Long since, diamonds – preferably polycrystalline synthetic diamonds (PCD) – have been proven superior to carbide in machining. Why should diamonds as wear protection for tool and grinding machines be only available to a small, proactive user group? “Diamonds are not only a girl’s best friend!”
Lach Diamond offers many ways to use diamonds as wear protection and to profit from its superior hardness.
Examples include centring tips, bezels, prisms, bearing shells, templates and guide rulers, as well as PCD-tipped knives for plastic granulates and diamond-coated guide elements for the paper and printing industries.
Related Glossary Terms
Machining operation in which material is removed from the workpiece by a powered abrasive wheel, stone, belt, paste, sheet, compound, slurry, etc. Takes various forms: surface grinding (creates flat and/or squared surfaces); cylindrical grinding (for external cylindrical and tapered shapes, fillets, undercuts, etc.); centerless grinding; chamfering; thread and form grinding; tool and cutter grinding; offhand grinding; lapping and polishing (grinding with extremely fine grits to create ultrasmooth surfaces); honing; and disc grinding.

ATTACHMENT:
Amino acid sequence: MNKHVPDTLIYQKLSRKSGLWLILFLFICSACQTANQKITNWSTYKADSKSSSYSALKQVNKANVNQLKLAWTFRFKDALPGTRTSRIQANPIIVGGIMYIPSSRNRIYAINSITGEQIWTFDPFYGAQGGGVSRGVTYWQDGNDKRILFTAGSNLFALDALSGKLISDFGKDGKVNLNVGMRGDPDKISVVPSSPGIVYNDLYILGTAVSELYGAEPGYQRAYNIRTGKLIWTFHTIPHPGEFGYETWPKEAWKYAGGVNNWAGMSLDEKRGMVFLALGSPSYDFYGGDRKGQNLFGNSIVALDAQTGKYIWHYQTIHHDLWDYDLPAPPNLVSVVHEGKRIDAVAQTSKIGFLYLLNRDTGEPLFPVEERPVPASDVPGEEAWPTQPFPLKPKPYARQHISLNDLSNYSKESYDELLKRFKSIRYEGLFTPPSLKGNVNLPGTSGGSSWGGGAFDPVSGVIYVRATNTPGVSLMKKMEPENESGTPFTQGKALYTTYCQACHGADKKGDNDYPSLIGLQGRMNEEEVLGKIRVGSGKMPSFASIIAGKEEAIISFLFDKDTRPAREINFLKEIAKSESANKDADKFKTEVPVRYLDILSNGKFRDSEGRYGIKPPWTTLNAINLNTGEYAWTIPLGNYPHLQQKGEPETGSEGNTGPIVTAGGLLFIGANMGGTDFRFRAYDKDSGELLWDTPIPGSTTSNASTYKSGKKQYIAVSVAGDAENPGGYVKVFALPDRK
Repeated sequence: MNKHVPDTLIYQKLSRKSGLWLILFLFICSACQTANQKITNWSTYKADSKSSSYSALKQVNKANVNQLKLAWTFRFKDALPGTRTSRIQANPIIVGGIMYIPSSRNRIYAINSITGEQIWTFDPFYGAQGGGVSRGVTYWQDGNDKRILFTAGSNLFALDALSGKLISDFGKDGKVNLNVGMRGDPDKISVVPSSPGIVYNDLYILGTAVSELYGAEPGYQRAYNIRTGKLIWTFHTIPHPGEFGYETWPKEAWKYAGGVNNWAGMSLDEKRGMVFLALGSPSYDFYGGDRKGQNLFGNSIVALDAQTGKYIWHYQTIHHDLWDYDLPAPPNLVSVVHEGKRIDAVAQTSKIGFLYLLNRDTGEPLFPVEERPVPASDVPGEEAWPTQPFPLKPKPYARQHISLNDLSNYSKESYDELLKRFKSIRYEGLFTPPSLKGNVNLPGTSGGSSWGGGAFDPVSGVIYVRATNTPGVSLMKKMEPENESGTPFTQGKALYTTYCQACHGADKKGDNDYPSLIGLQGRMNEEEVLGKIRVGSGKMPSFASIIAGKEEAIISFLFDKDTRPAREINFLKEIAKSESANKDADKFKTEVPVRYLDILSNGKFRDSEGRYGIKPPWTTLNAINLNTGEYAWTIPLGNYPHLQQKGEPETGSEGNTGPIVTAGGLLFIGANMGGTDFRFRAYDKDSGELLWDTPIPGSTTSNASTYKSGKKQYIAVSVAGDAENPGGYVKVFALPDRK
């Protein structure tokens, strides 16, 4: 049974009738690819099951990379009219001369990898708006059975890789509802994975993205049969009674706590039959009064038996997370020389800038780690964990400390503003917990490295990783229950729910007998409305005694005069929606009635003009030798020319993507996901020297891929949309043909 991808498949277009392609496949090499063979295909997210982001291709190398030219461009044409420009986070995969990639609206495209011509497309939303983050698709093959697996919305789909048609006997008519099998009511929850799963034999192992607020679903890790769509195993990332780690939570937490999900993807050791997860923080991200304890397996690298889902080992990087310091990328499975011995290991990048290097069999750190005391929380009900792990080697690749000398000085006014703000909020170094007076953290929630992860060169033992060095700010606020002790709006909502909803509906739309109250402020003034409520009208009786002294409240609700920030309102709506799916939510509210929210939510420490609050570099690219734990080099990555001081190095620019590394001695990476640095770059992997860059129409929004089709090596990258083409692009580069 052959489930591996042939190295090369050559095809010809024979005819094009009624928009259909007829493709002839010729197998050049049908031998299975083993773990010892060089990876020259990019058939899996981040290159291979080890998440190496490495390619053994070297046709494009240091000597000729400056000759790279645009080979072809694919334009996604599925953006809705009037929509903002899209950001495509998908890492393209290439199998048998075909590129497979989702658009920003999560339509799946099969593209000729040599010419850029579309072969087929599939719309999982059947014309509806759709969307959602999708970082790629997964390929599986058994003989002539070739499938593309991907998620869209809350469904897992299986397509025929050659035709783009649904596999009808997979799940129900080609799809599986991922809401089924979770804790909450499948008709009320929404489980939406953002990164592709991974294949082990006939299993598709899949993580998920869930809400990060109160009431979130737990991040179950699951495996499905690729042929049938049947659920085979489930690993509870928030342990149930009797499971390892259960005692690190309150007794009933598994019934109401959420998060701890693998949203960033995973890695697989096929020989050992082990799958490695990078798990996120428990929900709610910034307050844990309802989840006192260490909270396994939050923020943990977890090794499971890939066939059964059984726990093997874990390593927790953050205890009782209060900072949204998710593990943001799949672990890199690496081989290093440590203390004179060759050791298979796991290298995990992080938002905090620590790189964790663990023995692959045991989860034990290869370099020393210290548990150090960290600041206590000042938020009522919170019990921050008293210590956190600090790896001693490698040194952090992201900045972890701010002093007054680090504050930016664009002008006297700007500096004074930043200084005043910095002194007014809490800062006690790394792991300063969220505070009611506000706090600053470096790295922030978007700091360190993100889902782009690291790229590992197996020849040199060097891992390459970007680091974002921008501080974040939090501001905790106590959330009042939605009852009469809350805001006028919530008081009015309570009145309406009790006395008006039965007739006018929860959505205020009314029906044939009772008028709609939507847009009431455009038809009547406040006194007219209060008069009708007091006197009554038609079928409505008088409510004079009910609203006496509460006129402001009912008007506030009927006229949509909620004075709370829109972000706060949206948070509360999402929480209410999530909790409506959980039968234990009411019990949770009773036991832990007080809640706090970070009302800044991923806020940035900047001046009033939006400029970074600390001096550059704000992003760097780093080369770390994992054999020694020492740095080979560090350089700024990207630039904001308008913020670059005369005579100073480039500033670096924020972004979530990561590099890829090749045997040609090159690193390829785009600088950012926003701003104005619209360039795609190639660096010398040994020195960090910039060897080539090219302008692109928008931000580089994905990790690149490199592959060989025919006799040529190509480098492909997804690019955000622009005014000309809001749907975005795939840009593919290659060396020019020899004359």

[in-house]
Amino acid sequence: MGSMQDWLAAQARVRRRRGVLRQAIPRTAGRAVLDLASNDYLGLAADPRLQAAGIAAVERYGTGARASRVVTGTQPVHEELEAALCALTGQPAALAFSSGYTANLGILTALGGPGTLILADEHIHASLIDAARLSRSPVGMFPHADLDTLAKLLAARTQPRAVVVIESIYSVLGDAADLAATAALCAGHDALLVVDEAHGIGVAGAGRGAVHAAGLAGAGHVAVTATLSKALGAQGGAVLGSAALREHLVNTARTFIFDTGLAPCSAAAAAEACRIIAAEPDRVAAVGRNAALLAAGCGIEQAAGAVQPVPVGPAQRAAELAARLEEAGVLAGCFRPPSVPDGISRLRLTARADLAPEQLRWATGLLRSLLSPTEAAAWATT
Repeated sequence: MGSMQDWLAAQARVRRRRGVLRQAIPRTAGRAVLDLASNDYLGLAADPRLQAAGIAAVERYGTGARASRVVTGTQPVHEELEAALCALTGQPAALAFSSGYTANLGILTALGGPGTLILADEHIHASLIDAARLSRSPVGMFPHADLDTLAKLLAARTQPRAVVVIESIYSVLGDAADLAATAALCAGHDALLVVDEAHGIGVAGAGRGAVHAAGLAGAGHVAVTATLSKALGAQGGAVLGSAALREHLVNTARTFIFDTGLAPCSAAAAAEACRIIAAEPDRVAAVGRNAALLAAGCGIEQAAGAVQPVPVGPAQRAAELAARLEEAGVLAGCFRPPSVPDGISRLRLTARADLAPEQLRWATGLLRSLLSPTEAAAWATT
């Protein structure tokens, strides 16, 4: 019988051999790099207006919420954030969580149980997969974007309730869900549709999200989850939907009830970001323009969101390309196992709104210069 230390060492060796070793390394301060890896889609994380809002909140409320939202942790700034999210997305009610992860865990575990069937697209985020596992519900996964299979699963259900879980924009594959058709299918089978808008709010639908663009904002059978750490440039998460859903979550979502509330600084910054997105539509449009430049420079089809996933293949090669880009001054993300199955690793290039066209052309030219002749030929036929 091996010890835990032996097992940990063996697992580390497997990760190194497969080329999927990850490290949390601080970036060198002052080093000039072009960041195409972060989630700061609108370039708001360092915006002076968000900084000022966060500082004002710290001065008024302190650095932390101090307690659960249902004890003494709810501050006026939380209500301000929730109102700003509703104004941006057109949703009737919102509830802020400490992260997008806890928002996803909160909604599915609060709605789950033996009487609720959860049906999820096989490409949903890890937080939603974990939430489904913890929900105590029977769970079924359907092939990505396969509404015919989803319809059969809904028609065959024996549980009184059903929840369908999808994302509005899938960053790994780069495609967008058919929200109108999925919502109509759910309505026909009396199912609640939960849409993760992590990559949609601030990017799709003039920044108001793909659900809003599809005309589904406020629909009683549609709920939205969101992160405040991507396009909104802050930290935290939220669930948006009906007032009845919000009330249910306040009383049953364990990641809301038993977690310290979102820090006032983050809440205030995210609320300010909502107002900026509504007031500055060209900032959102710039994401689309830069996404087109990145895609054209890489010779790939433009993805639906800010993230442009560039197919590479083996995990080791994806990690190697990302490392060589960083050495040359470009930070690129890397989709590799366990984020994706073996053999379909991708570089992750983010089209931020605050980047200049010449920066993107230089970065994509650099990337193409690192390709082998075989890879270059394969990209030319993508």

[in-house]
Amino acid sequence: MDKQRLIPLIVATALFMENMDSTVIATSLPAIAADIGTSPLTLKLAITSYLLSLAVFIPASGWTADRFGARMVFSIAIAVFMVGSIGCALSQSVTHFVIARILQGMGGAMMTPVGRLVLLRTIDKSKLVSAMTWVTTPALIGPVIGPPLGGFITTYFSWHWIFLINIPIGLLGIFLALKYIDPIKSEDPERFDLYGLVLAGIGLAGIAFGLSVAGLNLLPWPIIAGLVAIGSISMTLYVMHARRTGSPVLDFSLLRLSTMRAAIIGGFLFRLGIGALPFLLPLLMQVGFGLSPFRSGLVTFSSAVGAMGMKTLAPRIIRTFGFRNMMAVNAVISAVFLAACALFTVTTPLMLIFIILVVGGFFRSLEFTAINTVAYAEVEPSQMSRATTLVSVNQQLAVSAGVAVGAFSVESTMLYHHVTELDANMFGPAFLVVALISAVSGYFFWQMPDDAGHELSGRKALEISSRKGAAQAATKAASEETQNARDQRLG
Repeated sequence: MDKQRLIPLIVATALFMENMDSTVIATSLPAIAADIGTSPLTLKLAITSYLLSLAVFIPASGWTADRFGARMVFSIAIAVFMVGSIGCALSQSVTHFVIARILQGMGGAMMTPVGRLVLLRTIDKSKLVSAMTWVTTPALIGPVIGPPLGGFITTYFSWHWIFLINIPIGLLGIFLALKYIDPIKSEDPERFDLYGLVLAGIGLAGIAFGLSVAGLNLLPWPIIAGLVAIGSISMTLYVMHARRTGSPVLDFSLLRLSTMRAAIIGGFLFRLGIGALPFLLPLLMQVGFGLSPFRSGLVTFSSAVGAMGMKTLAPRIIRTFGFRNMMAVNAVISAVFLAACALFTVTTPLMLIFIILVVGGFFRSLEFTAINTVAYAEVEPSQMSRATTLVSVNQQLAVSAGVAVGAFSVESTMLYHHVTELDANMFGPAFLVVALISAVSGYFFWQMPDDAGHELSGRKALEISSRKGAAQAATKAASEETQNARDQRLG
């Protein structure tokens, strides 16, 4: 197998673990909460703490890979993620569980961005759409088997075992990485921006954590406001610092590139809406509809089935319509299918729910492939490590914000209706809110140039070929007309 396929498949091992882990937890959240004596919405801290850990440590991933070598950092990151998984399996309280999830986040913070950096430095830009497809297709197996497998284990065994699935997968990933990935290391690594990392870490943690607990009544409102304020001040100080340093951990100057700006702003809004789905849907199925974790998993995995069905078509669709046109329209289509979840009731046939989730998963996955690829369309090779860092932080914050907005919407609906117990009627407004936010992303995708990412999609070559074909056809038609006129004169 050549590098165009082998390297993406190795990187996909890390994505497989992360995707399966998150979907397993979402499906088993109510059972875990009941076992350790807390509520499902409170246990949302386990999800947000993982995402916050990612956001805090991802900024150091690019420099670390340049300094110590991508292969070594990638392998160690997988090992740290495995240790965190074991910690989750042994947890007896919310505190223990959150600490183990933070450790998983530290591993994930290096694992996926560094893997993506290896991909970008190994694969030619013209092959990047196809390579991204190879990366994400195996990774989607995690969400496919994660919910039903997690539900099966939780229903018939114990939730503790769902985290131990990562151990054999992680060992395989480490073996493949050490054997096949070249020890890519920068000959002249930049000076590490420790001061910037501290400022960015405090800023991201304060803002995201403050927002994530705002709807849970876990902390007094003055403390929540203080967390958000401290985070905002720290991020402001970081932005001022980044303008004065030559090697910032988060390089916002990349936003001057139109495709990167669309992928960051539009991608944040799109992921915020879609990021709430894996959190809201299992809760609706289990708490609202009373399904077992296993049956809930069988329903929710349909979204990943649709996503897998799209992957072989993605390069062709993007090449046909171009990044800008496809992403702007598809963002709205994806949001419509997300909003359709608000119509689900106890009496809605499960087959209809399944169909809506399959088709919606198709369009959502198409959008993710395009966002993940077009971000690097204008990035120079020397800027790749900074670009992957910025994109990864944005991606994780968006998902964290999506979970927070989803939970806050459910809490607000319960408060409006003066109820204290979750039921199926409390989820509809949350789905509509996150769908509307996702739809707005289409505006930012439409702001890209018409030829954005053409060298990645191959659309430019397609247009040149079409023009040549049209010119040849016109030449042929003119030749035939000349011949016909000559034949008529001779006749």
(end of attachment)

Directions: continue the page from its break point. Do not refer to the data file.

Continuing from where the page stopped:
Hardness is a measure of the resistance of a material to surface indentation or abrasion. There is no absolute scale for hardness. In order to express hardness quantitatively, each type of test has its own scale, which defines hardness. Indentation hardness obtained through static methods is measured by Brinell, Rockwell, Vickers and Knoop tests. Hardness without indentation is measured by a dynamic method, known as the Scleroscope test.